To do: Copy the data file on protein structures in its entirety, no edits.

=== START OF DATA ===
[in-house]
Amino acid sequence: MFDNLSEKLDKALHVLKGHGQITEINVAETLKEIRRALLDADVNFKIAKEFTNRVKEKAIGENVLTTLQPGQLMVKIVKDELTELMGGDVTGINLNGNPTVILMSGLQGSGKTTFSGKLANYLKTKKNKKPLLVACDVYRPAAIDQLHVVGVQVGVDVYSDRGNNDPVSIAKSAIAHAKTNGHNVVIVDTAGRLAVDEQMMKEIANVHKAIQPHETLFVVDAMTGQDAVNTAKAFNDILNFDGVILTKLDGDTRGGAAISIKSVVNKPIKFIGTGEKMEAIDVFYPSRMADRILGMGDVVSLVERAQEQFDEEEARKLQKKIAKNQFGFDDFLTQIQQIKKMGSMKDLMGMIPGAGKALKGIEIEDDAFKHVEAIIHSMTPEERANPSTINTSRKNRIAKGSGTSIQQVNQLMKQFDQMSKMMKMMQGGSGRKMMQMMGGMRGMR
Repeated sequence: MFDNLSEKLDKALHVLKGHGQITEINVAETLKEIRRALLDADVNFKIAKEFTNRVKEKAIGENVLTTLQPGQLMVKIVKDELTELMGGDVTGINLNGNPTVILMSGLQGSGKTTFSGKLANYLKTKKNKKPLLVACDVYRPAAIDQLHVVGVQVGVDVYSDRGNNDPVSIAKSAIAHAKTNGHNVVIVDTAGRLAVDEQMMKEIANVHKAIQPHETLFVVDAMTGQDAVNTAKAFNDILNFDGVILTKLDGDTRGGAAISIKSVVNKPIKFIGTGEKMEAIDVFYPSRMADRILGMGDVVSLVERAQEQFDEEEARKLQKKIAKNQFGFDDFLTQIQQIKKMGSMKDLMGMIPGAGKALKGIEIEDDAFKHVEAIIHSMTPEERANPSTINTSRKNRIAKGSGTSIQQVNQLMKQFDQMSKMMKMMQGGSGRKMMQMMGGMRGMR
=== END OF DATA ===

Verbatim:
[in-house]
Amino acid sequence: MFDNLSEKLDKALHVLKGHGQITEINVAETLKEIRRALLDADVNFKIAKEFTNRVKEKAIGENVLTTLQPGQLMVKIVKDELTELMGGDVTGINLNGNPTVILMSGLQGSGKTTFSGKLANYLKTKKNKKPLLVACDVYRPAAIDQLHVVGVQVGVDVYSDRGNNDPVSIAKSAIAHAKTNGHNVVIVDTAGRLAVDEQMMKEIANVHKAIQPHETLFVVDAMTGQDAVNTAKAFNDILNFDGVILTKLDGDTRGGAAISIKSVVNKPIKFIGTGEKMEAIDVFYPSRMADRILGMGDVVSLVERAQEQFDEEEARKLQKKIAKNQFGFDDFLTQIQQIKKMGSMKDLMGMIPGAGKALKGIEIEDDAFKHVEAIIHSMTPEERANPSTINTSRKNRIAKGSGTSIQQVNQLMKQFDQMSKMMKMMQGGSGRKMMQMMGGMRGMR
Repeated sequence: MFDNLSEKLDKALHVLKGHGQITEINVAETLKEIRRALLDADVNFKIAKEFTNRVKEKAIGENVLTTLQPGQLMVKIVKDELTELMGGDVTGINLNGNPTVILMSGLQGSGKTTFSGKLANYLKTKKNKKPLLVACDVYRPAAIDQLHVVGVQVGVDVYSDRGNNDPVSIAKSAIAHAKTNGHNVVIVDTAGRLAVDEQMMKEIANVHKAIQPHETLFVVDAMTGQDAVNTAKAFNDILNFDGVILTKLDGDTRGGAAISIKSVVNKPIKFIGTGEKMEAIDVFYPSRMADRILGMGDVVSLVERAQEQFDEEEARKLQKKIAKNQFGFDDFLTQIQQIKKMGSMKDLMGMIPGAGKALKGIEIEDDAFKHVEAIIHSMTPEERANPSTINTSRKNRIAKGSGTSIQQVNQLMKQFDQMSKMMKMMQGGSGRKMMQMMGGMRGMR